This is an old question, but it might be possible to put the old saw to rest for good.
If you have a deSitter space, it can't be rotating--- deSitter space is unique. If you have a black hole in deSitter space, it can rotate (this is the deSitter Kerr solution recently discovered), but it is only one body rotation, the cosmological horizon can't rotate independently of the black hole horizon.
This might not be surprising, except that if you make the nonrotating deSitter black hole bigger and bigger, there is a point where the black hole and Cosmological horizon are symmetrical. In this case, you have two horizons. If you rotate one horizon, the other rotates in the opposite sense, so that only their relative rotation is meanigful. The two horizons are symmetric now, so you can't differentiate between their motions.
If you add matter in-between the two horizons, you will curve the universe inbetween, and if you put a lot of static dust in, you get to an Einstein static universe with two black holes at opposite ends. In this universe, the two horizons are clearly matter. So there is no boundary between matter and cosmological horizons, and it is a fair statement to equate all matter with some sort of horizon-object, so that the electron is like a little micrscopic black hole.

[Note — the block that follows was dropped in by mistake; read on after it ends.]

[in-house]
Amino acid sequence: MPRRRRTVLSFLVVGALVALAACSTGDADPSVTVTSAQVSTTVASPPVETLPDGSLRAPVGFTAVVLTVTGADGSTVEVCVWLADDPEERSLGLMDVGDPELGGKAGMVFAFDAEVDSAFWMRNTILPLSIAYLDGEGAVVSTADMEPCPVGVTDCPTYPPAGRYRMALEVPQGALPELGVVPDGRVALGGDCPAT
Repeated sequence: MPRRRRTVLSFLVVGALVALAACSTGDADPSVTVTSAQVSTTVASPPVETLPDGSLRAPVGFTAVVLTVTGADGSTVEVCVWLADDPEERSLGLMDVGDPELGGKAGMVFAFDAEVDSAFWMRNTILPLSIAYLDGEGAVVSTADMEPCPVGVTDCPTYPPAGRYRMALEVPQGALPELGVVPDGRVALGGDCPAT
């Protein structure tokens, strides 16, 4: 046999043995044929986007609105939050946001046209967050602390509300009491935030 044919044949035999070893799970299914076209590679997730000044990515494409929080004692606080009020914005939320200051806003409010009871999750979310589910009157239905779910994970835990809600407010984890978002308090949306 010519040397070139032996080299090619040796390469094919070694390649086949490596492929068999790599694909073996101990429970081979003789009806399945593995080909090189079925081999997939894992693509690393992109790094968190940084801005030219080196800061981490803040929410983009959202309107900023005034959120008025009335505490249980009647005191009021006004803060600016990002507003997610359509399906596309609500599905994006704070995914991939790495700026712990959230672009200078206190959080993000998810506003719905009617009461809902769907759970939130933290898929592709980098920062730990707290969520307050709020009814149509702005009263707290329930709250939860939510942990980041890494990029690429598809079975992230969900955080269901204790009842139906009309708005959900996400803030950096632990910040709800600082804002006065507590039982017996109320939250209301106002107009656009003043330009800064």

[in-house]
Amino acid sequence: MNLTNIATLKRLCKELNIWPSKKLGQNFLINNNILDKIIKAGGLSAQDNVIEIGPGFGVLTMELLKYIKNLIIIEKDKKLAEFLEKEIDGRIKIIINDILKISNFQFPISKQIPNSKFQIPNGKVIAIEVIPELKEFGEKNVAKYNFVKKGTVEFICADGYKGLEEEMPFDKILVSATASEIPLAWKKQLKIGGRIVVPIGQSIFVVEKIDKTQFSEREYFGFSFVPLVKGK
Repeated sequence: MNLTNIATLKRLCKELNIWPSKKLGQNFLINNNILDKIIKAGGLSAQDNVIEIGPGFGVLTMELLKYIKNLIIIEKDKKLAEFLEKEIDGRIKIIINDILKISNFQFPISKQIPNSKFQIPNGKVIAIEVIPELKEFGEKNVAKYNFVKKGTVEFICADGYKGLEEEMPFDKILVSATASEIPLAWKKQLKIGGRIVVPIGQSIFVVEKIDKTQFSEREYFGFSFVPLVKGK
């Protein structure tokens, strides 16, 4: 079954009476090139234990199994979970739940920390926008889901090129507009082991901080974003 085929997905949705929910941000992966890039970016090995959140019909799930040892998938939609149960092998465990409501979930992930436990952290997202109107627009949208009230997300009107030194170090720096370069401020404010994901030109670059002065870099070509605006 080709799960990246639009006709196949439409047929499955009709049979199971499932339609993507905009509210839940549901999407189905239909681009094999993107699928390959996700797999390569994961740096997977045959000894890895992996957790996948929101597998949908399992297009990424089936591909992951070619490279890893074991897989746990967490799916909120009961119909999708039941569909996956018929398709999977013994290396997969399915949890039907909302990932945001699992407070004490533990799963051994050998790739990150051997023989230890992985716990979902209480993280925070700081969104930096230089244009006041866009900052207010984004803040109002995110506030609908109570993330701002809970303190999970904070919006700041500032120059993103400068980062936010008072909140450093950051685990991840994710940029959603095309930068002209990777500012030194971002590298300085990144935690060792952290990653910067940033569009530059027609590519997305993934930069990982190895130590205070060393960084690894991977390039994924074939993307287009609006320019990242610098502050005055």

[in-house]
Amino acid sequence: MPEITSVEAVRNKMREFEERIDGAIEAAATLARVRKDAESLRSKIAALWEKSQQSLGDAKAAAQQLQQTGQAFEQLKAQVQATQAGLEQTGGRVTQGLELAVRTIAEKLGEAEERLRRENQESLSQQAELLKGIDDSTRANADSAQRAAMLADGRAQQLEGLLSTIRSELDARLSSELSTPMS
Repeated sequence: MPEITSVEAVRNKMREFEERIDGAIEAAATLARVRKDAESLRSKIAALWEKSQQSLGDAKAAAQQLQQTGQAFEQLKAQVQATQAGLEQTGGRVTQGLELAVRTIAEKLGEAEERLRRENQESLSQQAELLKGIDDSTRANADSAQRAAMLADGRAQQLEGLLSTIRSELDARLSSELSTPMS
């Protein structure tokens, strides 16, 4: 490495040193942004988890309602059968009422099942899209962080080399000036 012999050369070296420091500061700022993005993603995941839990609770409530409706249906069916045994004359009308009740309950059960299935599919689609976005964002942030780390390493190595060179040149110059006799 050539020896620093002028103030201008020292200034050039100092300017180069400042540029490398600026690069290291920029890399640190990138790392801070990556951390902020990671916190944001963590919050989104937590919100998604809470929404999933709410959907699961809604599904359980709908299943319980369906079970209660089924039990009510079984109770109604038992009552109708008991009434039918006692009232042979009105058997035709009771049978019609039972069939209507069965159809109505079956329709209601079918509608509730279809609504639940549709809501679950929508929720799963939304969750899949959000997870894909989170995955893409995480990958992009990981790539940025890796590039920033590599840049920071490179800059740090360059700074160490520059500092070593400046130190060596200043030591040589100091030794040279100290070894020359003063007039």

This is the point of view most consistent with string theory, since the strings in string theory are dual under strong-weak coupling dualities to objects which are clearly black holes in the classical limit, namely D-branes. The point of view that matter is the same as horizon puts Mach's principle to rest--- all motion is relative to distant "matter", either matter matter or horizon matter, which is also matter.
This statement is consistent with the holographic principle, and the holographic principle can be thought of as the ultimate in Mach's principle, since it says that all motion is relative to a distant holographic screen, so that the whole thing is moving relative to a distant horizon. This principle is more precise, more quantum, and more general than Mach's principle, and it is consistent with the solutions of GR in a space bounded by a horizon. I must say, however, that the deSitter formulation of string theory is not available right now, so that the full holographic principle is not completely known.